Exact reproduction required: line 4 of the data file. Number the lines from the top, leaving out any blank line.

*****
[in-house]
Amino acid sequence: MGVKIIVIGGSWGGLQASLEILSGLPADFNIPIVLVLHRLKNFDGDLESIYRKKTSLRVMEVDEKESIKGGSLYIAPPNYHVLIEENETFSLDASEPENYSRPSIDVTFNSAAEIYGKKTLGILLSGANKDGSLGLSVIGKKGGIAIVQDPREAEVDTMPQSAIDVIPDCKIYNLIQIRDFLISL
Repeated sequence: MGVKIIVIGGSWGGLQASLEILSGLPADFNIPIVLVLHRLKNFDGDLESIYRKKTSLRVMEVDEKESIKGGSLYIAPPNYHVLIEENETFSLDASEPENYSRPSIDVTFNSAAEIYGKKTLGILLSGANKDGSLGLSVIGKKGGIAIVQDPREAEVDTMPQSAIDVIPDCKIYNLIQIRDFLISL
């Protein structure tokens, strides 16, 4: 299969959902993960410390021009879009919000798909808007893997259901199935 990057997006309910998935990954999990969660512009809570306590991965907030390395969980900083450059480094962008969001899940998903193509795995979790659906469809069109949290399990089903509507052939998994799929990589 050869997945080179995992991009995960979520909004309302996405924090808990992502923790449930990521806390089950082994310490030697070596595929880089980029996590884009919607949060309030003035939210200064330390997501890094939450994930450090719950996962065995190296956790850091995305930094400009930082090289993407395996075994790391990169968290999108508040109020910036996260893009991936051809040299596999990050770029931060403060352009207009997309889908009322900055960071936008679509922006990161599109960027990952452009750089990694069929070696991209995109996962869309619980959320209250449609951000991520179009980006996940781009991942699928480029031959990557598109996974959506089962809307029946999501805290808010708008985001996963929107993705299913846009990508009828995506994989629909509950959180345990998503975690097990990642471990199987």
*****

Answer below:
């Protein structure tokens, strides 16, 4: 299969959902993960410390021009879009919000798909808007893997259901199935 990057997006309910998935990954999990969660512009809570306590991965907030390395969980900083450059480094962008969001899940998903193509795995979790659906469809069109949290399990089903509507052939998994799929990589 050869997945080179995992991009995960979520909004309302996405924090808990992502923790449930990521806390089950082994310490030697070596595929880089980029996590884009919607949060309030003035939210200064330390997501890094939450994930450090719950996962065995190296956790850091995305930094400009930082090289993407395996075994790391990169968290999108508040109020910036996260893009991936051809040299596999990050770029931060403060352009207009997309889908009322900055960071936008679509922006990161599109960027990952452009750089990694069929070696991209995109996962869309619980959320209250449609951000991520179009980006996940781009991942699928480029031959990557598109996974959506089962809307029946999501805290808010708008985001996963929107993705299913846009990508009828995506994989629909509950959180345990998503975690097990990642471990199987």